The events of Portuguese musical art over the centuries do not appear to be characterized by constant properties capable of distinguishing a national school within the vast framework of European music. However, Portugal knows how to welcome and encourage the strongest stylistic tendencies of the various peoples, from Arabic to Italian, with whom it comes into contact from time to time.
Thus we know, from various tests, that troubadour art also had a re-expression in Portugal, which however did not reach that level of aesthetic refinement that gave the analogous Provençal and French currents a universal value. More than anything else it found nourishment and reason in the popular practice of both opera and drama (eg, in the Serranilhas, equivalent in genre and structure to the Provençal ballads, but completely popular, and in the Villoncicos [mysteries] which were also rapidly descended into the vulgar).
According to COMPUTERMINUS.COM, direct documents of this first period only remain in the neumatic code of Lisbon: Ceremoniale Episcoporum antiquum, etc., quite rich in chants, and, less direct, in a manuscript of the fourteenth century containing a Canção do Figueiral handed down to the extender of the document by oral tradition.
With kings Alfonso III, Dionigi, Alfonso IV, Pedro I, the musical life intensified variously, and reached high prosperity under John I, always, however, relying on popular currents.
From the end of the thirteenth century onwards, a church current of Anglo-French style emerged close to these currents. A very useful document of this position is found in the Ceremonial of the Kings copied at the English court by King Alfonso V for direct use of the Portuguese Chapels. To the rules contained in this Ceremonial the organization of the court chapel itself founded by Alfonso’s successor, and precisely by John II, was informed. Under Manoel II, this chapel rises to great importance, being called artists of great name: João de Coimbra, Diego de Belmonte, Matheus de Fontes, Diego Gonçalves, Fernão Rodriguez, etc. This center gives a great increase to the musical activity of the town, which will find in the early 1500s an exponent in the artistic personality of Gil Vicente, writer of Autos sacramentales whose poetic text (mostly in Spanish) is still admired today. As for music, Vicente usually composed it using melodies already known to the people. In the same century there was a very notable representative of musical studies in Damião de Goes, a well-known theorist and composer of the Franco-Flemish school. The other renowned masters working in Portugal during this period are largely Spanish, except for Manuel Mendes, João de Badajoz, Gonçalve de Baena, Vicente Lusitano and a few others.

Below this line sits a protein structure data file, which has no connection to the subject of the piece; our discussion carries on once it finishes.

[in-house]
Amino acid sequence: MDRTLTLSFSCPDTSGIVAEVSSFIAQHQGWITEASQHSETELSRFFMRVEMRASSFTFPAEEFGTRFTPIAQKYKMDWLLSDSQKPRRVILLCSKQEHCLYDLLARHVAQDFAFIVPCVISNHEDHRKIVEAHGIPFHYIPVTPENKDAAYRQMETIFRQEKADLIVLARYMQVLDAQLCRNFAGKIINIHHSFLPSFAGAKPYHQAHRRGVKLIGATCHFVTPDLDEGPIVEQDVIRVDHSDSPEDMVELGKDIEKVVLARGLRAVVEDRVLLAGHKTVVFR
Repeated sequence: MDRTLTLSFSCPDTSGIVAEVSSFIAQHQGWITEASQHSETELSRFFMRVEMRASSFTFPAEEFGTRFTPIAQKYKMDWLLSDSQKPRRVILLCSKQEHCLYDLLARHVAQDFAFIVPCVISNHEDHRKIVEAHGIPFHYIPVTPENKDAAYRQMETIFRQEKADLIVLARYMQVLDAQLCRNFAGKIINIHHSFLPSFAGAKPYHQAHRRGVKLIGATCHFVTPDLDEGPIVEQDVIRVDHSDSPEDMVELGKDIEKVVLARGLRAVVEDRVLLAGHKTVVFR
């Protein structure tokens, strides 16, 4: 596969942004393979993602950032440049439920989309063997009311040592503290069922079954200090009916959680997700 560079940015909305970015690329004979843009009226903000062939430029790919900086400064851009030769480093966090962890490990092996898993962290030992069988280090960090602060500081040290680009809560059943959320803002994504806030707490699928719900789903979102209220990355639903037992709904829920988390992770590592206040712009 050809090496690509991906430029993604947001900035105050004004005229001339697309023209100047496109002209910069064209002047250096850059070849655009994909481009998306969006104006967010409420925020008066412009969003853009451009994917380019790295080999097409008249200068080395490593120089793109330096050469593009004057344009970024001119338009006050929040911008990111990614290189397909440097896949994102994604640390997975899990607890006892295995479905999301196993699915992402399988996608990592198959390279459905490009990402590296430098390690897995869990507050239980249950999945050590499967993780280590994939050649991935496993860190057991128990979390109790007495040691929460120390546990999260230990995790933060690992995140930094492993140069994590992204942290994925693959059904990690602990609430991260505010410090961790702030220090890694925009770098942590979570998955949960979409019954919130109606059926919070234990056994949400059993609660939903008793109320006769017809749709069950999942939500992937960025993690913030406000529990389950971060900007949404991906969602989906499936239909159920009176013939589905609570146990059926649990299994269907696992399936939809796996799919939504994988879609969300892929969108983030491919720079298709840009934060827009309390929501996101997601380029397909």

From the late century From the 16th to the late 17th, the ranks of Portuguese masters grew considerably, including among others the names of A. de Agujar, De Madeira, A. Lobo, A. Vaz de la Costa, J. Leite-Pereira, MR Coelho, Ph. de Magalhães and that, very famous in his time, by Duarte Lobo, author of religious music in the Italian concertante style.
In fact, the reign of John IV coincides with the period of greatest Portuguese musical flowering, and the religious genre, represented especially by M. Corduso and J. Rebello, achieved good aesthetic results in a style, however, dominated by the Palestrinian school. The monarch himself is a good musician and theorist.
After John IV the influx of Spanish musicians and masters begins again, but there is no lack of good Portuguese names, especially in the religious genre: F. da Costa, J. da Silva, C. da Fonseca, A. Teixeira, etc.
But towards the end of the century. The influence of the Italian school arrives for the first time, especially of the operatic, but also of the religious and instrumental ones, which during the 18th century completely dominated Portuguese musical life. The few national musicians, including FA de Almeida, also write in perfect Italian style.
And since then Portugal has produced, in addition to excellent master composers, also performers, theorists, etc., in a stylistic orbit impregnated with foreign influences: after the Italian opera, while dying out in instrumental music at the beginning of that century), the German. But a promising national awakening can be seen in Portugal recently, according to the example given by the modern Spanish school to which so many ethnic values can approach it. The work of J. Vianna da Motta, a great interpreter (pianist) but also an excellent symphonist, can already be trusted for a future artistic flourish. Which will not lack the necessary foundations: musical education institutions, concert companies, Portuguese opera houses can be considered,